However, despite these weaknesses, I still strongly recommend this book. The main thrust of it is that our theology of mission must be rooted in the character and actions of the triune God and that our theology must shape our actions. This is absolutely key. Wherever you go in mission circles, you can hear people talking about “the mission of God” or the “missio Dei”, but in practical terms it makes no difference to what they do. This book makes a clear case that if we are to talk about “God’s mission”, then it should change our attitudes and practice and that God himself, and not people should be our focus. This means we will do things differently.
The ultimate goal of the mission of God is the glory of God. Therefore, as the church participates in the mission of God, it must remain resolutely God-focused. The message it proclaims must be a message about the character and deeds of God and not be reduced to a mechanistic formula for escaping hell. All that it does must be done as a form of worship to God. The way in which the church goes about its mission must glorify God as much as the message itself. He must be the church’s all-consuming passion.
…Indeed, one of the most significant challenges facing churches, agencies, and missionaries today is the imperative to allow Christian doctrine to shape their actual ministry practices. Although our evangelical churches have declared their belief that the Christian Scriptures are ipsissima verba Dei, the very words of God, our declaration is not always consistent with our actions. In reality, we sometimes ignore Scripture when forming our strategies, methods, and practices. It is as if we are saying that what we believe about God is important, but how we practice those beliefs is not.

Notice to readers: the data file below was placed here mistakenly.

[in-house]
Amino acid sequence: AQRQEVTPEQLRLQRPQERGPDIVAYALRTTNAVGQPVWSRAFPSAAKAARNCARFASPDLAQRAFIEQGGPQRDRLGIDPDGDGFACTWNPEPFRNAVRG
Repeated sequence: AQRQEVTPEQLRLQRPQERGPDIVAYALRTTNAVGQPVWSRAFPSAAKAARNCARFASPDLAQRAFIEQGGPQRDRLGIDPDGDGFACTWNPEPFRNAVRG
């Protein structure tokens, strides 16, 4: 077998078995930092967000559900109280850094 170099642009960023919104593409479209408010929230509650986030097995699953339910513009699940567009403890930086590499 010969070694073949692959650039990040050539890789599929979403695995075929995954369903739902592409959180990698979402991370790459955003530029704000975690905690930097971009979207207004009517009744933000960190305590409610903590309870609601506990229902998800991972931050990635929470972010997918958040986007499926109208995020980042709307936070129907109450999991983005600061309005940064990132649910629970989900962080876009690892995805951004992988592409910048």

A few other random quotes to whet your appetite:
Jesus said to go to the nations, win them and baptize them, make disciples of them, and teach them everything he commanded us. No part of that is optional. There is not an easier Great Commission for the hard places, hard hearts, or hard heads.
God’s mission. Finally, and this point will be expanded upon at a later time, mission finds its origin in God. Mission is God-centered, being rooted in God’s gracious will to glorify himself. Mission is defined by God. It is organized, energized, and directed by God. Ultimately, it is accomplished by God. The church cannot understand its mission apart from the mission of God.
The question is not whether God will accomplish his mission. The knowledge of his glory will cover the earth as the waters cover the sea. Every tongue, tribe, people and nation will be represented among the redeemed before God’s throne. The question is whether we will know the joy of obedience and participation. Not everyone is called to move overseas, learn another language, and plant a church in a foreign country, but all redeemed humanity has a part to play.
Although the two are not synonymous, the church’s mission is framed by God’s mission, seen upon the backdrop of God’s mission, and understood in the light of God’s mission. The church takes its cues from God himself and therefore is committed to his mission, seeking to increase his renown, proclaim his gospel, advance his church, and bear witness to the truth of his Word.